Vitesse Execs Get the Axe
Louis Tomasetta was fired, as were chief financial officer Yatin Mody and Eugene F. Hovanec, executive vice president and former CFO.
Acting CEO Chris Gardner -- previously Vitesse's chief operating officer -- was formally named the chief executive this morning. Likewise, acting CFO Shawn Hassel will move into that spot for good. Hasell comes from the financial consulting firm of Alvarez & Marsal LLC, which Vitesse has engaged for help.
Vitesse stock was down 40 cents (21.6%) at $1.45 in midday trading.
The executive overhaul comes as part of an ongoing -- and worsening -- set of scandals that began April 18, when Vitesse announced it was investigating stock-option grants for certain executives. (See Vitesse Brass Placed on Leave and Vitesse Woes Worsen.)
The executive overhaul was expected. What probably sank the stock today were new and not so cheery disclosures about Vitesse's finances.
The biggest problem is a new picture of Vitesse's cash situation. Today's release notes Vitesse's unrestricted cash and equivalents total $13.2 million. But its latest Securities and Exchange Commission (SEC) 10-Q filing, for the quarter ended Dec. 31, 2005, listed $27.4 million in cash and equivalents and another $1.7 million in short-term investments.
Separately, Vitesse said Silicon Valley Bank has declared the company in default on its credit facility, citing factors including Vitesse's tardiness with its March-quarter earnings report. Vitesse has drawn $10 million on that credit "plus approximately $4.2 million in issued but undrawn standby letter of credits," Vitesse's release notes.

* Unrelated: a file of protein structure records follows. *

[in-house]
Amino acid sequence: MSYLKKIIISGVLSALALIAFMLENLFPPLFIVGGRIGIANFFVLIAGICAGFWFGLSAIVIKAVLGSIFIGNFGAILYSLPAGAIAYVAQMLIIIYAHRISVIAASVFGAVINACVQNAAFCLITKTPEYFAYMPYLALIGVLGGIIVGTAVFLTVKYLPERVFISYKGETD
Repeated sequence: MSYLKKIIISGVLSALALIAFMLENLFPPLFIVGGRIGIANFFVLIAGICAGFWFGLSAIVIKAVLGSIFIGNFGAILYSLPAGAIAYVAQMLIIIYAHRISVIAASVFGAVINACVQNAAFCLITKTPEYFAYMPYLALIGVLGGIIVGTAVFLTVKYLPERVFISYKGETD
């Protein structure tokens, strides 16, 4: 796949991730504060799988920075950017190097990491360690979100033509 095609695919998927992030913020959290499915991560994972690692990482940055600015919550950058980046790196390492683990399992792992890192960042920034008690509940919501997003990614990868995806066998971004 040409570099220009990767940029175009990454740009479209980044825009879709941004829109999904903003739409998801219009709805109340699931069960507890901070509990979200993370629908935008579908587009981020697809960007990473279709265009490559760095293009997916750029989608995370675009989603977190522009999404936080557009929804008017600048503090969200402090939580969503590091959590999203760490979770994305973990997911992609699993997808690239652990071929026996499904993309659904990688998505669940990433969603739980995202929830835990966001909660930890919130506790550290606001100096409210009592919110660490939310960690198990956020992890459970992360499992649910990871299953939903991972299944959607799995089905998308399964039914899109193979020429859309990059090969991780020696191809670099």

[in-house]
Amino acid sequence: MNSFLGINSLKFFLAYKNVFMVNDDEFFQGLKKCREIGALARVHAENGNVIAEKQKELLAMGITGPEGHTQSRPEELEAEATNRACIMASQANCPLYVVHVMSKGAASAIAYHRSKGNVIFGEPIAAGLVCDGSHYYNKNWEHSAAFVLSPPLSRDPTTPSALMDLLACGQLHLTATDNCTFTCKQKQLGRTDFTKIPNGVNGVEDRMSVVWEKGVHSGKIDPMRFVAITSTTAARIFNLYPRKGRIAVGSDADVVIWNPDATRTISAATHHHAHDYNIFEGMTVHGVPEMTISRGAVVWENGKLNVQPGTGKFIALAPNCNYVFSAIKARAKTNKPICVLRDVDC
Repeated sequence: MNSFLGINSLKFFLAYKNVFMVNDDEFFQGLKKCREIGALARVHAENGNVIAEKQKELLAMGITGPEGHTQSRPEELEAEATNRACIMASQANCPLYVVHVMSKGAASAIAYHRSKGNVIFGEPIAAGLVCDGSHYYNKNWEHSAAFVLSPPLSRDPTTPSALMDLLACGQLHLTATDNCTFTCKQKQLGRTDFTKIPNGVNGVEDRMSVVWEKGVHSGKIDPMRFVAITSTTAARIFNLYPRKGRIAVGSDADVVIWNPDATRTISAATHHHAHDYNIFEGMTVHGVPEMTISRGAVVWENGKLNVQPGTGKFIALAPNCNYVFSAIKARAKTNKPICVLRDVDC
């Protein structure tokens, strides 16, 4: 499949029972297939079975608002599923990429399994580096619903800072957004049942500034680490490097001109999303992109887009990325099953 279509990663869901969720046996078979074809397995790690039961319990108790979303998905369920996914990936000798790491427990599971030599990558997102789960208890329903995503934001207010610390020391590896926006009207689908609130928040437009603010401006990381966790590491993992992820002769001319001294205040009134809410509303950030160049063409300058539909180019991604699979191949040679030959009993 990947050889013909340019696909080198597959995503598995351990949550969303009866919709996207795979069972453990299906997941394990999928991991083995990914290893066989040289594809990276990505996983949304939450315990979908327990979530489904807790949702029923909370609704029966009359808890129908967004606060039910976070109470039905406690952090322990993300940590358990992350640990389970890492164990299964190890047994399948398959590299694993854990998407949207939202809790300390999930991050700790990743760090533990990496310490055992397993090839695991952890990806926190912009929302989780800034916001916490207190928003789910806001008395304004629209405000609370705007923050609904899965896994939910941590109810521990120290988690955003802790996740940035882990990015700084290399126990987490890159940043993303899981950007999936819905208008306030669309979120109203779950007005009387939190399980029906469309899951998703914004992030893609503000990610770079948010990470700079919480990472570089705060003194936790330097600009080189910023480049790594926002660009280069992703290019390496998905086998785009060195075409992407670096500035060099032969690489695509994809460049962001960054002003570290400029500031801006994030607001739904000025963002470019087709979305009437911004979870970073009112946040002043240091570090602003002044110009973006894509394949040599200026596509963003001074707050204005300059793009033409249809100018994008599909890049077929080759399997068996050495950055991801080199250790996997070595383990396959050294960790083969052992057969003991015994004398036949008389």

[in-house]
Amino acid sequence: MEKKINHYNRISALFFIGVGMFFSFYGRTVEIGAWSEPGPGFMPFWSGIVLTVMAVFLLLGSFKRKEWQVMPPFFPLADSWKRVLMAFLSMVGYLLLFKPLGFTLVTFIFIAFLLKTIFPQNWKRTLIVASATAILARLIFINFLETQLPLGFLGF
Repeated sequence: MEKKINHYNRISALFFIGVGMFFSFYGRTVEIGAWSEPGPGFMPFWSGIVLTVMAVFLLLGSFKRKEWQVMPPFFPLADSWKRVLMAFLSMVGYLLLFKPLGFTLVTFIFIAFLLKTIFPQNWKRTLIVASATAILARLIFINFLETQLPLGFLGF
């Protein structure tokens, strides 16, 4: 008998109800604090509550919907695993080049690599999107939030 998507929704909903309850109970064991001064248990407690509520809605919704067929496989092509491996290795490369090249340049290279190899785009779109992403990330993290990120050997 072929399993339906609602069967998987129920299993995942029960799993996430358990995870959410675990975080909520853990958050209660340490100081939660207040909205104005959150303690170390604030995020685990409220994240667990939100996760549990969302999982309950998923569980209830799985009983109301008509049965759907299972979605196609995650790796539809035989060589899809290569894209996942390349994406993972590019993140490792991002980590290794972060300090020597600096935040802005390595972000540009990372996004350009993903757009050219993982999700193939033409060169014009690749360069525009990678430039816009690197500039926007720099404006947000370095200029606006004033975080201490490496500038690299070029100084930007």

Vitesse is scrambling to patch up the Silicon Valley Bank situation and says it's reached a "conceptual agreement" with the bank that could include an immediate $5 million payment plus some additional financing. Vitesse says it's also hired an investment bank to help seek financing.
Still, Vitesse's release includes a dire warning: "If additional financing is not obtained and/or the Bank takes further action under the credit facility, it would have a material adverse effect on the Company's operations, liquidity and financial condition."
Vitesse announced that its internal investigation -- which had already expanded to include customer credits -- now includes the company's revenue recognition practices in general as well as its methods for reporting cash in its quarterly earnings.
Before all these problems arose, Vitesse's stock had been on a rally, climbing as high as $3.79 in late March. The stock hadn't been at that level since late 2004.
Vitesse's initial investigation apparently was precipitated by a Wall Street Journal article about the suspicious timing of executive stock options.
— Craig Matsumoto, Senior Editor, Light Reading